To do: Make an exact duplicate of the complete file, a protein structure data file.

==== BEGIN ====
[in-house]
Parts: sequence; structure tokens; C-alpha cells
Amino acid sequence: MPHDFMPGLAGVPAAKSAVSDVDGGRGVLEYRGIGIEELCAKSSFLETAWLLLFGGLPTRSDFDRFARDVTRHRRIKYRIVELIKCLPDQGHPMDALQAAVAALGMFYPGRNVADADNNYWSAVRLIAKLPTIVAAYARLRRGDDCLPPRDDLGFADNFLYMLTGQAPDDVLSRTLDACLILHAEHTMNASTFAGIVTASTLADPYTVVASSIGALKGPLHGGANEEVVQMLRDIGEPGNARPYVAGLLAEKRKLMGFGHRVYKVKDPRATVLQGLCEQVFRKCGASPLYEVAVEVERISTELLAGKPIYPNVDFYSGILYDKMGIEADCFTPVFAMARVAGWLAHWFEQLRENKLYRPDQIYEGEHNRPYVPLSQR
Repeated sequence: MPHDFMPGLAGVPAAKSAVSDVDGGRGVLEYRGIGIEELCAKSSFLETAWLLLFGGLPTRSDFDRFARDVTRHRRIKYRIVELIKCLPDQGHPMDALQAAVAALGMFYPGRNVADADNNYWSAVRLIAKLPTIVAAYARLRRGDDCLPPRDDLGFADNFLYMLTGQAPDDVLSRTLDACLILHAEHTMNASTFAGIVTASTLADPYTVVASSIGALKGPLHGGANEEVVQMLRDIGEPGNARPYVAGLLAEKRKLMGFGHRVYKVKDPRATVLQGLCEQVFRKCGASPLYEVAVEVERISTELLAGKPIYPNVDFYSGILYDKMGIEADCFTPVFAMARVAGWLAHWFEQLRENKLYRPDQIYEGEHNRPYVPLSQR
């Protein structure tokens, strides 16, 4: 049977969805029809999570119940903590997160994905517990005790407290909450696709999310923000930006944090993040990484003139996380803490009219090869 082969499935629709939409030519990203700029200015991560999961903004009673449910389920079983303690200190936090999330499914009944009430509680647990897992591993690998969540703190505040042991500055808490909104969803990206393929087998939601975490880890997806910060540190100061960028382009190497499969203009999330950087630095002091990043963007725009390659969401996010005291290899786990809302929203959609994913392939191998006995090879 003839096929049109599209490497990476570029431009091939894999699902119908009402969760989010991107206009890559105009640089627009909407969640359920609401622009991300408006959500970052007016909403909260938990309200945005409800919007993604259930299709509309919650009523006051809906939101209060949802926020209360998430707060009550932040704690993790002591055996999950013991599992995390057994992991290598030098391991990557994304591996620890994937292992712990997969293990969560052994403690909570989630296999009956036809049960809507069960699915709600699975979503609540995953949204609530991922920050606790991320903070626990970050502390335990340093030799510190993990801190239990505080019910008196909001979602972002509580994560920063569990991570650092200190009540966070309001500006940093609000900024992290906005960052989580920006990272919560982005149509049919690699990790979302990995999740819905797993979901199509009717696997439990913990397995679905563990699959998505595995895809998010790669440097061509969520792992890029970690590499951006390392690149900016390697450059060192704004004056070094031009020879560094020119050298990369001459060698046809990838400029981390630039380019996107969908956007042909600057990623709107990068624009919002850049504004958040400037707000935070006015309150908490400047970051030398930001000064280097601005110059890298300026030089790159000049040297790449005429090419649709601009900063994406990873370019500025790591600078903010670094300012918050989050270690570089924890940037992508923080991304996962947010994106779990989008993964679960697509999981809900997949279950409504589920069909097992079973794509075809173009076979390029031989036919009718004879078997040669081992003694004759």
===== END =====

[in-house]
Parts: sequence; structure tokens; C-alpha cells
Amino acid sequence: MPHDFMPGLAGVPAAKSAVSDVDGGRGVLEYRGIGIEELCAKSSFLETAWLLLFGGLPTRSDFDRFARDVTRHRRIKYRIVELIKCLPDQGHPMDALQAAVAALGMFYPGRNVADADNNYWSAVRLIAKLPTIVAAYARLRRGDDCLPPRDDLGFADNFLYMLTGQAPDDVLSRTLDACLILHAEHTMNASTFAGIVTASTLADPYTVVASSIGALKGPLHGGANEEVVQMLRDIGEPGNARPYVAGLLAEKRKLMGFGHRVYKVKDPRATVLQGLCEQVFRKCGASPLYEVAVEVERISTELLAGKPIYPNVDFYSGILYDKMGIEADCFTPVFAMARVAGWLAHWFEQLRENKLYRPDQIYEGEHNRPYVPLSQR
Repeated sequence: MPHDFMPGLAGVPAAKSAVSDVDGGRGVLEYRGIGIEELCAKSSFLETAWLLLFGGLPTRSDFDRFARDVTRHRRIKYRIVELIKCLPDQGHPMDALQAAVAALGMFYPGRNVADADNNYWSAVRLIAKLPTIVAAYARLRRGDDCLPPRDDLGFADNFLYMLTGQAPDDVLSRTLDACLILHAEHTMNASTFAGIVTASTLADPYTVVASSIGALKGPLHGGANEEVVQMLRDIGEPGNARPYVAGLLAEKRKLMGFGHRVYKVKDPRATVLQGLCEQVFRKCGASPLYEVAVEVERISTELLAGKPIYPNVDFYSGILYDKMGIEADCFTPVFAMARVAGWLAHWFEQLRENKLYRPDQIYEGEHNRPYVPLSQR
């Protein structure tokens, strides 16, 4: 049977969805029809999570119940903590997160994905517990005790407290909450696709999310923000930006944090993040990484003139996380803490009219090869 082969499935629709939409030519990203700029200015991560999961903004009673449910389920079983303690200190936090999330499914009944009430509680647990897992591993690998969540703190505040042991500055808490909104969803990206393929087998939601975490880890997806910060540190100061960028382009190497499969203009999330950087630095002091990043963007725009390659969401996010005291290899786990809302929203959609994913392939191998006995090879 003839096929049109599209490497990476570029431009091939894999699902119908009402969760989010991107206009890559105009640089627009909407969640359920609401622009991300408006959500970052007016909403909260938990309200945005409800919007993604259930299709509309919650009523006051809906939101209060949802926020209360998430707060009550932040704690993790002591055996999950013991599992995390057994992991290598030098391991990557994304591996620890994937292992712990997969293990969560052994403690909570989630296999009956036809049960809507069960699915709600699975979503609540995953949204609530991922920050606790991320903070626990970050502390335990340093030799510190993990801190239990505080019910008196909001979602972002509580994560920063569990991570650092200190009540966070309001500006940093609000900024992290906005960052989580920006990272919560982005149509049919690699990790979302990995999740819905797993979901199509009717696997439990913990397995679905563990699959998505595995895809998010790669440097061509969520792992890029970690590499951006390392690149900016390697450059060192704004004056070094031009020879560094020119050298990369001459060698046809990838400029981390630039380019996107969908956007042909600057990623709107990068624009919002850049504004958040400037707000935070006015309150908490400047970051030398930001000064280097601005110059890298300026030089790159000049040297790449005429090419649709601009900063994406990873370019500025790591600078903010670094300012918050989050270690570089924890940037992508923080991304996962947010994106779990989008993964679960697509999981809900997949279950409504589920069909097992079973794509075809173009076979390029031989036919009718004879078997040669081992003694004759």